A review of the activity and effects of nurse-led care in diabetes
Article first published online: 10 OCT 2007
Journal of Clinical Nursing
Volume 16, Issue 11c, pages 296–304, July 2007
How to Cite
Carey, N. and Courtenay, M. (2007), A review of the activity and effects of nurse-led care in diabetes. Journal of Clinical Nursing, 16: 296–304. doi: 10.1111/j.1365-2702.2007.01969.x
- Issue published online: 10 OCT 2007
- Article first published online: 10 OCT 2007
- Submitted for publication: 30 August 2006 Accepted for publication: 14 December 2006
- glycemic control;
- nurse-led care;
- systematic review
Aims and objectives. To identify systematically, summarize and critically appraise the current evidence regarding the activity and effects of nurse-led care in diabetes.
Background. A diverse range of nurse-led models of care exist in diabetes. Primary studies have been conducted evaluating these models, but review and synthesis of the findings from these studies has not been undertaken.
Method. Systematic searches of CINAHL, MEDLINE and British Nursing Index from 1996 until June 2006. The searches were supplemented by an extensive hand search of the literature through references identified from retrieved articles.
Results. Twenty-two relevant publications were identified and included findings from both primary and secondary care. The evidence indicates that nurses are involved in specific areas of care including education, individualized care, patient safety, promotion of self-care, acquisition of physical skills and psychological support. Improved glycemic control, diabetic symptoms, cost-effectiveness and decreased length of hospital stay are the main benefits of nurse-led interventions in diabetes care. Disease management protocols are the main mechanism by which nurses adjust and titrate medicines for patients with diabetes. Patient evaluations of nurse-led care report improved self-care and patient knowledge.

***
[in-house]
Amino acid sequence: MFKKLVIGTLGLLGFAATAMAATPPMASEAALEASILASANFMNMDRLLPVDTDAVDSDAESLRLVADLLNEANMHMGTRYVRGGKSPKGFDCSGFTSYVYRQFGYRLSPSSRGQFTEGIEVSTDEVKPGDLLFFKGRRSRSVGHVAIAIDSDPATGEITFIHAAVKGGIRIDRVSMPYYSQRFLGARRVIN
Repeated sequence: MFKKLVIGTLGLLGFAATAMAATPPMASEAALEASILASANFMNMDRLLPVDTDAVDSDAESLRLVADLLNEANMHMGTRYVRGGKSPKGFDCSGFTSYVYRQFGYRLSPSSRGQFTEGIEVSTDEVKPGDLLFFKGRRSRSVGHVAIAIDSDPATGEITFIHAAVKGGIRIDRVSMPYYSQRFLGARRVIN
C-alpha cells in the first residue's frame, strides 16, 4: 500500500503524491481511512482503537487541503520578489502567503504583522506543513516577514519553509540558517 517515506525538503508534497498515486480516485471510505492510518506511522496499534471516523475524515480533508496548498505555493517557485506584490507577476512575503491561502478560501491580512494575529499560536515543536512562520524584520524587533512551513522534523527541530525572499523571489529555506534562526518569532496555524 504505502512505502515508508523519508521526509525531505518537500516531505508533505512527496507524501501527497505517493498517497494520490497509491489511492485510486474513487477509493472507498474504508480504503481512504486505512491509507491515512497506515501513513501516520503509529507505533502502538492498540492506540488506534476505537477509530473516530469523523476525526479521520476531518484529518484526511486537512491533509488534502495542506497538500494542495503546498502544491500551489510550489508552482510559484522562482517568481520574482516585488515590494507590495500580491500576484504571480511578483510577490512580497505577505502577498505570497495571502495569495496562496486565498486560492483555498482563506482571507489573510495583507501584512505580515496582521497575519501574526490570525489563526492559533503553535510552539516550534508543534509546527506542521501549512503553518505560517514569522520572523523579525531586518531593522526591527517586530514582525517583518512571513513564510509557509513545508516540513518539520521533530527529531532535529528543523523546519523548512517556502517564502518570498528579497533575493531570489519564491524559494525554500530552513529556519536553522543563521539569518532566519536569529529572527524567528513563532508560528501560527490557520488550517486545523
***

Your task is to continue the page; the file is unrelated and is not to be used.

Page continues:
Conclusions. Findings of the review are generally positive. However, there are methodological weaknesses and under researched issues e.g. poor descriptions of the nurse interventions, the educational needs of nurses and the prescription of medicines by nurses for patients with diabetes, that point to a need for further rigorous evaluation.
Relevance to clinical practice. Nurse-led care is an integral element of the diabetes service offered to patients. This review highlights the effect of this care and the issues that require consideration by those responsible for the development of nurse-led models in diabetes care.